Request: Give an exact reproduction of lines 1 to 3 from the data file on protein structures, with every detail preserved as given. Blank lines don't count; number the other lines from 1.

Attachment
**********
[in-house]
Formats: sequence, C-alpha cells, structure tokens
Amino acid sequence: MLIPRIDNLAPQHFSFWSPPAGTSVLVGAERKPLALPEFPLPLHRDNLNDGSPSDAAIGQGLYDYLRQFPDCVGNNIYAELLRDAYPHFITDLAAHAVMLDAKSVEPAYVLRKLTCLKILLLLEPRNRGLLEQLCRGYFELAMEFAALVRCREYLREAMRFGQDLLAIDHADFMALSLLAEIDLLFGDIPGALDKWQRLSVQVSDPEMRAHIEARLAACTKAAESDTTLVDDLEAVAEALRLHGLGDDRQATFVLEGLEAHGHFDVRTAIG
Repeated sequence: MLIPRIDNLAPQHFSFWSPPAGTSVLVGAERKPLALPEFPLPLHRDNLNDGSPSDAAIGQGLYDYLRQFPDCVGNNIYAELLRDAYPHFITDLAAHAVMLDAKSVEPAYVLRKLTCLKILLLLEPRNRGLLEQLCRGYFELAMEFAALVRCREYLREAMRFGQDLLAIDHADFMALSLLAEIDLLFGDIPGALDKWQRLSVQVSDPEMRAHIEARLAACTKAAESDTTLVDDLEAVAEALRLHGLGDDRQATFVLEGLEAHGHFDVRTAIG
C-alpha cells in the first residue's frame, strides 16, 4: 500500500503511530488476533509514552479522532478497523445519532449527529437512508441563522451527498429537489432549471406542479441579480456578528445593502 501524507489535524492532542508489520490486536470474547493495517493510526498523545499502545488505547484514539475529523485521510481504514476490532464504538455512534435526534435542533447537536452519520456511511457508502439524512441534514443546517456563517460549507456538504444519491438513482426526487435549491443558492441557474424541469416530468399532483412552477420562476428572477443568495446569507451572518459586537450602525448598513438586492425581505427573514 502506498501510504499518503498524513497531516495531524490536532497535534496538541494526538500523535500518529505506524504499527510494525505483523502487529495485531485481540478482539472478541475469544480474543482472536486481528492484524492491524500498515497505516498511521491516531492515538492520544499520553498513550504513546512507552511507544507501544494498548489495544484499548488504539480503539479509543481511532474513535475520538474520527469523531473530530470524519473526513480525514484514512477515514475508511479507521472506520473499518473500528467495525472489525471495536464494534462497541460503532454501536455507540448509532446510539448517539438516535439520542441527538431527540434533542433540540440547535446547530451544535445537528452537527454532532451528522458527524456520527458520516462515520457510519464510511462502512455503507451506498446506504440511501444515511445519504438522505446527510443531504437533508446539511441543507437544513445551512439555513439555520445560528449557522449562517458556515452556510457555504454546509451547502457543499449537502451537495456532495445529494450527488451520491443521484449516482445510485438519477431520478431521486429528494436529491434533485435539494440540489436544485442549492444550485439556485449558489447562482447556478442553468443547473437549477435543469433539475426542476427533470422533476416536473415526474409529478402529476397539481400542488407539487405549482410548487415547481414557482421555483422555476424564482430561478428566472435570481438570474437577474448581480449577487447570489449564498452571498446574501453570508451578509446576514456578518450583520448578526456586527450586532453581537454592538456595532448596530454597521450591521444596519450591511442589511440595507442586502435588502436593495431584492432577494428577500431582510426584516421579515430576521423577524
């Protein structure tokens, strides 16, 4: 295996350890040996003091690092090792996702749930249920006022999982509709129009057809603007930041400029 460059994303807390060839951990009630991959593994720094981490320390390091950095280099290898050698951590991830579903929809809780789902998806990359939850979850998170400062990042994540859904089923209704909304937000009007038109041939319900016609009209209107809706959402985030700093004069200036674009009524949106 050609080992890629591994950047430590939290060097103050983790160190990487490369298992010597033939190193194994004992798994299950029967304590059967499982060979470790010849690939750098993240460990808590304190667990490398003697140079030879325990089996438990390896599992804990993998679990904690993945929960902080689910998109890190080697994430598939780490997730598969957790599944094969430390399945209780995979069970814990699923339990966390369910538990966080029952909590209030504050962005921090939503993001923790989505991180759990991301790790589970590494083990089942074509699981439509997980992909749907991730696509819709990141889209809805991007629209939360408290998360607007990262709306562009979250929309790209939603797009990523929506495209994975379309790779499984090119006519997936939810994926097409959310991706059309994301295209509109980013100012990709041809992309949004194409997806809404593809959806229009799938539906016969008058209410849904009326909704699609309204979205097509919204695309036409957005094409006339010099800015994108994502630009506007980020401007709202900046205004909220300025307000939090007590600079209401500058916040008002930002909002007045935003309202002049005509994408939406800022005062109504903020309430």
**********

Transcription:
[in-house]
Formats: sequence, C-alpha cells, structure tokens
Amino acid sequence: MLIPRIDNLAPQHFSFWSPPAGTSVLVGAERKPLALPEFPLPLHRDNLNDGSPSDAAIGQGLYDYLRQFPDCVGNNIYAELLRDAYPHFITDLAAHAVMLDAKSVEPAYVLRKLTCLKILLLLEPRNRGLLEQLCRGYFELAMEFAALVRCREYLREAMRFGQDLLAIDHADFMALSLLAEIDLLFGDIPGALDKWQRLSVQVSDPEMRAHIEARLAACTKAAESDTTLVDDLEAVAEALRLHGLGDDRQATFVLEGLEAHGHFDVRTAIG